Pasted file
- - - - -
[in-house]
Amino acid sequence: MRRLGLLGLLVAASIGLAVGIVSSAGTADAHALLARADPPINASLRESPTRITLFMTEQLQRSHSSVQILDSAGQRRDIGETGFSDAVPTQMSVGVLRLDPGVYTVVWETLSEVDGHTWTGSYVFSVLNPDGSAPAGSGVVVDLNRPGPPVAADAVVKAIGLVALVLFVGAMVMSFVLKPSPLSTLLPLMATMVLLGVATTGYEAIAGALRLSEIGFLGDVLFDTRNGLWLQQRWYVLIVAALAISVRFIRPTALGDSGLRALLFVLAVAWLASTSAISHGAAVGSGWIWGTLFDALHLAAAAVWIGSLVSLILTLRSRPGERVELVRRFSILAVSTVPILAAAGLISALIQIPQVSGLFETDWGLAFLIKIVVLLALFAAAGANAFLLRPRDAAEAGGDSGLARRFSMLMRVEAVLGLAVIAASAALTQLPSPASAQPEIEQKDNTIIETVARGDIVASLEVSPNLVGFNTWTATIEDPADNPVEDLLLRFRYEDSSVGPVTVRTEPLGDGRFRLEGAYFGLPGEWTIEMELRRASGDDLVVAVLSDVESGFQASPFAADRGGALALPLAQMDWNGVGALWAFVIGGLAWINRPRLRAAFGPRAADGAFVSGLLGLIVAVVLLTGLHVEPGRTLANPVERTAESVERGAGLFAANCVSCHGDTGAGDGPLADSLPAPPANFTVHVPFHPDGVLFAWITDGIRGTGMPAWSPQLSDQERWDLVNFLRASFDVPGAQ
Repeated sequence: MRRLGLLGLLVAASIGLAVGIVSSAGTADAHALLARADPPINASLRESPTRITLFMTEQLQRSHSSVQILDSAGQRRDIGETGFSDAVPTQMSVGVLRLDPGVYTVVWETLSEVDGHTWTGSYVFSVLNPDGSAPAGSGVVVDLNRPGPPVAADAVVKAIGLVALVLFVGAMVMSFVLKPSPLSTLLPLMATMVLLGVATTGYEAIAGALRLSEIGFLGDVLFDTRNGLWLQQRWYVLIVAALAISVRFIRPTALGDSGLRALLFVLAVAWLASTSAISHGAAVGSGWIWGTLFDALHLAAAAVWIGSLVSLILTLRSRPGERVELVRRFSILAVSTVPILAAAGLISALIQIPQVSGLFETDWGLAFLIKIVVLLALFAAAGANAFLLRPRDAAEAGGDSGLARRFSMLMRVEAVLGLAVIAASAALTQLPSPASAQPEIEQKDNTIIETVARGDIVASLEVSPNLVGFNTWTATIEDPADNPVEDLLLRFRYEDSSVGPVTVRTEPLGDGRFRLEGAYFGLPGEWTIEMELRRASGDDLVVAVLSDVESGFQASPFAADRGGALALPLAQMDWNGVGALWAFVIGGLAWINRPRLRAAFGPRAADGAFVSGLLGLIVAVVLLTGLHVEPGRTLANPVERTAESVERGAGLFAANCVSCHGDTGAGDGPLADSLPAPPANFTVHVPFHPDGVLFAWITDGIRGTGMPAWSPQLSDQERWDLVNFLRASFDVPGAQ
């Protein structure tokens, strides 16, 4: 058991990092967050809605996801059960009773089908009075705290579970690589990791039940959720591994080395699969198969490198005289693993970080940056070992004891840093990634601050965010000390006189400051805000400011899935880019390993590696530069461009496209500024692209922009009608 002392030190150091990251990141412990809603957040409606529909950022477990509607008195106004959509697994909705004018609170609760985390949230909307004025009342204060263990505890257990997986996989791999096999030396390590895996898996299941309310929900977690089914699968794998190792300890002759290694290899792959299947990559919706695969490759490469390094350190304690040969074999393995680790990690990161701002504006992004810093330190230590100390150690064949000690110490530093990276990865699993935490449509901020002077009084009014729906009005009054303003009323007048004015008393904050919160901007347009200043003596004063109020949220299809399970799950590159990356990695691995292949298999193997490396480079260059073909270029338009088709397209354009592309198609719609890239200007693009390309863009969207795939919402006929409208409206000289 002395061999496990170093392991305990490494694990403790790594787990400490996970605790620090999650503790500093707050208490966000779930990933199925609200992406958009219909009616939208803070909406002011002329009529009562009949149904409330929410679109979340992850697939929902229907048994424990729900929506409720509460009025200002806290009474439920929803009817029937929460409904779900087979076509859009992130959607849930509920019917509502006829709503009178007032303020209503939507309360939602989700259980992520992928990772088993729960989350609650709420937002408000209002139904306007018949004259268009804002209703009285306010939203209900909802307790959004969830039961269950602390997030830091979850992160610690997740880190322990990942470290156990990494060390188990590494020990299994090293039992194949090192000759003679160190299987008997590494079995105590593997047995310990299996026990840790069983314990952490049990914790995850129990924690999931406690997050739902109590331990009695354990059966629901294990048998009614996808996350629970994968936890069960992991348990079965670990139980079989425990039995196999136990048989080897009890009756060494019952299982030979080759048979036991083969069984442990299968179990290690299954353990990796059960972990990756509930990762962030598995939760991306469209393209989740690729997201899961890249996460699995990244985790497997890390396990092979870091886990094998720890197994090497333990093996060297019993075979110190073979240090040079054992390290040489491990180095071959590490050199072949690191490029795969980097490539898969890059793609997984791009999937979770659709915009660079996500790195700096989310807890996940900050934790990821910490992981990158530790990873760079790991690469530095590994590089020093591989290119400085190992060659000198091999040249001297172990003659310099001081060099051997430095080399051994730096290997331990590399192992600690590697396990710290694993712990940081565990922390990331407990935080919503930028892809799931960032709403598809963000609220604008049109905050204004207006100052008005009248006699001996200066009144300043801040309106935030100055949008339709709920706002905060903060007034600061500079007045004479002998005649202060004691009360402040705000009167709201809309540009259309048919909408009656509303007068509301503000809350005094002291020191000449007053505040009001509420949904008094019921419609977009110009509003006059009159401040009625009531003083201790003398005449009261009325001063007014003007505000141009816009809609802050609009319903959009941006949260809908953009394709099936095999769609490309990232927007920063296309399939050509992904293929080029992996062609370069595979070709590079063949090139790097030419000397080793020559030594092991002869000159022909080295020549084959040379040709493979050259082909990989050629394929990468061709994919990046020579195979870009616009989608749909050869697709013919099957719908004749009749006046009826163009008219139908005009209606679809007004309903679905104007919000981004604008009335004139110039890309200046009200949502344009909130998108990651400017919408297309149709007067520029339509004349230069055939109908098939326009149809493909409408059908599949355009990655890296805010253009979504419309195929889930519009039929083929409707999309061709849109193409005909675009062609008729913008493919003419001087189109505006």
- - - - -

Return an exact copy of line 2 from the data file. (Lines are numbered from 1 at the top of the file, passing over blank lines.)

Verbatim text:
Amino acid sequence: MRRLGLLGLLVAASIGLAVGIVSSAGTADAHALLARADPPINASLRESPTRITLFMTEQLQRSHSSVQILDSAGQRRDIGETGFSDAVPTQMSVGVLRLDPGVYTVVWETLSEVDGHTWTGSYVFSVLNPDGSAPAGSGVVVDLNRPGPPVAADAVVKAIGLVALVLFVGAMVMSFVLKPSPLSTLLPLMATMVLLGVATTGYEAIAGALRLSEIGFLGDVLFDTRNGLWLQQRWYVLIVAALAISVRFIRPTALGDSGLRALLFVLAVAWLASTSAISHGAAVGSGWIWGTLFDALHLAAAAVWIGSLVSLILTLRSRPGERVELVRRFSILAVSTVPILAAAGLISALIQIPQVSGLFETDWGLAFLIKIVVLLALFAAAGANAFLLRPRDAAEAGGDSGLARRFSMLMRVEAVLGLAVIAASAALTQLPSPASAQPEIEQKDNTIIETVARGDIVASLEVSPNLVGFNTWTATIEDPADNPVEDLLLRFRYEDSSVGPVTVRTEPLGDGRFRLEGAYFGLPGEWTIEMELRRASGDDLVVAVLSDVESGFQASPFAADRGGALALPLAQMDWNGVGALWAFVIGGLAWINRPRLRAAFGPRAADGAFVSGLLGLIVAVVLLTGLHVEPGRTLANPVERTAESVERGAGLFAANCVSCHGDTGAGDGPLADSLPAPPANFTVHVPFHPDGVLFAWITDGIRGTGMPAWSPQLSDQERWDLVNFLRASFDVPGAQ